3. Jill - I can't wait to get to this one :)

    Eva - thanks for the analysis -- I really don't want to know the ending before beginning the book, either. From what you say, was it more a 'what to read' than a 'how to read it'?

  4. I'm currently hovering at 2.7% There's a spreadsheet that you can download from somewhere. It tells you how many books you need to read a year to complete the list.

    As for the 1% challenge that's so weird I was just looking at it yesterday. I'd love to sign up but I already have too many books on my plate.

  5. Duck Thief - I should look for the spreadsheet but I'm scared to think how many books a year I'd need to read to complete this list! Besides, there are quite a few of the recent books on the list which I have no interest in reading.

    I also feel a bit overwhelmed with the number of books I have in progress - think I need to slow down and tackle one at a time for a bit.

  6. I wonder how many I've read. I know I counted when the book first came out, but now I forget. Definitely read Miss Pettigrew--it is a fast and charming read. And Elizabeth Bowen is great, too. Hopefully I'll be joining you in the Go-Between!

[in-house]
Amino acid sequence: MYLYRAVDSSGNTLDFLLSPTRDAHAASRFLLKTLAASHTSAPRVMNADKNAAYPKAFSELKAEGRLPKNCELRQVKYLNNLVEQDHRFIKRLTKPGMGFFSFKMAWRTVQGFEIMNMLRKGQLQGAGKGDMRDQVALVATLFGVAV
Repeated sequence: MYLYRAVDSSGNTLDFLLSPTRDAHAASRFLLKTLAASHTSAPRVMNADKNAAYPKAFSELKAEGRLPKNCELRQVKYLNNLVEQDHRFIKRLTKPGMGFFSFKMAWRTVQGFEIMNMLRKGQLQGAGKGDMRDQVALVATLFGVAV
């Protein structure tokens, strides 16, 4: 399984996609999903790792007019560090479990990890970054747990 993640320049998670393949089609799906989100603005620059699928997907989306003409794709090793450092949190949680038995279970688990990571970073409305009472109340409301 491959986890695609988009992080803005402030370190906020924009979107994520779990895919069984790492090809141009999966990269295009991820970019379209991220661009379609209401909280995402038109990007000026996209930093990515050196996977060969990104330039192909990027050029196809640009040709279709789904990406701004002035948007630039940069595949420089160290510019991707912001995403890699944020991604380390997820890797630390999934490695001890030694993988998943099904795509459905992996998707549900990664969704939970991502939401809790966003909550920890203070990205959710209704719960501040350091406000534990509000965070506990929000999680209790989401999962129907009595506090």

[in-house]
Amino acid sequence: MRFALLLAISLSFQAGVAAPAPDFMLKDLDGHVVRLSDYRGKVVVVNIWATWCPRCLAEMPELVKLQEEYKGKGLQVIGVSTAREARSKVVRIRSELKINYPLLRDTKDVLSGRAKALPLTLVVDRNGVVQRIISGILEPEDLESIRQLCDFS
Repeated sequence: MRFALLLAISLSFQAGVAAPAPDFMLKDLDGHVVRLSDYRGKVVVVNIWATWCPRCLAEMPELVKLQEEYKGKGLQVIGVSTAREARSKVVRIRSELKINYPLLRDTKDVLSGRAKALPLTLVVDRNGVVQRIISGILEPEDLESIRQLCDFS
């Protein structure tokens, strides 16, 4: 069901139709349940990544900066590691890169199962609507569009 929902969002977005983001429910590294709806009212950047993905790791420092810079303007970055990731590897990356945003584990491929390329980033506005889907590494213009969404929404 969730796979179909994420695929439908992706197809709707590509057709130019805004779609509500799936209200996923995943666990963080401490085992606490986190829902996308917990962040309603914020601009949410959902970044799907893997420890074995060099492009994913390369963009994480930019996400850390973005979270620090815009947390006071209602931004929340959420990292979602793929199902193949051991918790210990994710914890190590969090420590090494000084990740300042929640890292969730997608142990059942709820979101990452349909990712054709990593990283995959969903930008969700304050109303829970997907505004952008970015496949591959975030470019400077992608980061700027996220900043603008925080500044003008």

7. Wow. I keep seeing the 1% Well-Read Challenge all over the blogs.

    I've been told that I need to read Lorrie Moore too. heard she's REALLY good. But alas.

  8. Found it! I haven't read very many but I apparently only have to read 17 a year to complete the list. Yay!


  9. This is a great idea. I don't think I can really commit to the challenge but I am going to try to work my way both through this list and through some of my TBR pile as well. I have only read 51 on this list and that is just sad considering I was an English major!